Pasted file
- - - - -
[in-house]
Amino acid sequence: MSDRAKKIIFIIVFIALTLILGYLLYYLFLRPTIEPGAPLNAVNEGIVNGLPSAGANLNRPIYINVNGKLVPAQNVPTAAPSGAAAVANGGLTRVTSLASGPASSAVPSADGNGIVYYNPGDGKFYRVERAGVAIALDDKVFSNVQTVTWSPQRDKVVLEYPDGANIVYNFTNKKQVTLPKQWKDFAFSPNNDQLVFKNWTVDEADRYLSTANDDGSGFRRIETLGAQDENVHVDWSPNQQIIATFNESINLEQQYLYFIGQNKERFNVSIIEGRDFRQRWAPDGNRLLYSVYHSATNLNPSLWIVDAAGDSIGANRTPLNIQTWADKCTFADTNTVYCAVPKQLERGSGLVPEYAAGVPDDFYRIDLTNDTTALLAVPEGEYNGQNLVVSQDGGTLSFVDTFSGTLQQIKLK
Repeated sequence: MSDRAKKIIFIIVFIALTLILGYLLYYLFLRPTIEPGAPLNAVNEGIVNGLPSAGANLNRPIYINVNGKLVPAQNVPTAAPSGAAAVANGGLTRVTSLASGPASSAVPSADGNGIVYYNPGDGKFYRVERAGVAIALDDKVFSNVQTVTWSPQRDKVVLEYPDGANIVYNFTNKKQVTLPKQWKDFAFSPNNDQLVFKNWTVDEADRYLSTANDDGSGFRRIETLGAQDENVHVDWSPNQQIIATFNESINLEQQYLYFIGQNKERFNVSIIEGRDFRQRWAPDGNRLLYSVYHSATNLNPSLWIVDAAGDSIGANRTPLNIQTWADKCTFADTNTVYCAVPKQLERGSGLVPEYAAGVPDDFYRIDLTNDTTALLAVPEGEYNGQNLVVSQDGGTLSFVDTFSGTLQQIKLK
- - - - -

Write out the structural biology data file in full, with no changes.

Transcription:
[in-house]
Amino acid sequence: MSDRAKKIIFIIVFIALTLILGYLLYYLFLRPTIEPGAPLNAVNEGIVNGLPSAGANLNRPIYINVNGKLVPAQNVPTAAPSGAAAVANGGLTRVTSLASGPASSAVPSADGNGIVYYNPGDGKFYRVERAGVAIALDDKVFSNVQTVTWSPQRDKVVLEYPDGANIVYNFTNKKQVTLPKQWKDFAFSPNNDQLVFKNWTVDEADRYLSTANDDGSGFRRIETLGAQDENVHVDWSPNQQIIATFNESINLEQQYLYFIGQNKERFNVSIIEGRDFRQRWAPDGNRLLYSVYHSATNLNPSLWIVDAAGDSIGANRTPLNIQTWADKCTFADTNTVYCAVPKQLERGSGLVPEYAAGVPDDFYRIDLTNDTTALLAVPEGEYNGQNLVVSQDGGTLSFVDTFSGTLQQIKLK
Repeated sequence: MSDRAKKIIFIIVFIALTLILGYLLYYLFLRPTIEPGAPLNAVNEGIVNGLPSAGANLNRPIYINVNGKLVPAQNVPTAAPSGAAAVANGGLTRVTSLASGPASSAVPSADGNGIVYYNPGDGKFYRVERAGVAIALDDKVFSNVQTVTWSPQRDKVVLEYPDGANIVYNFTNKKQVTLPKQWKDFAFSPNNDQLVFKNWTVDEADRYLSTANDDGSGFRRIETLGAQDENVHVDWSPNQQIIATFNESINLEQQYLYFIGQNKERFNVSIIEGRDFRQRWAPDGNRLLYSVYHSATNLNPSLWIVDAAGDSIGANRTPLNIQTWADKCTFADTNTVYCAVPKQLERGSGLVPEYAAGVPDDFYRIDLTNDTTALLAVPEGEYNGQNLVVSQDGGTLSFVDTFSGTLQQIKLK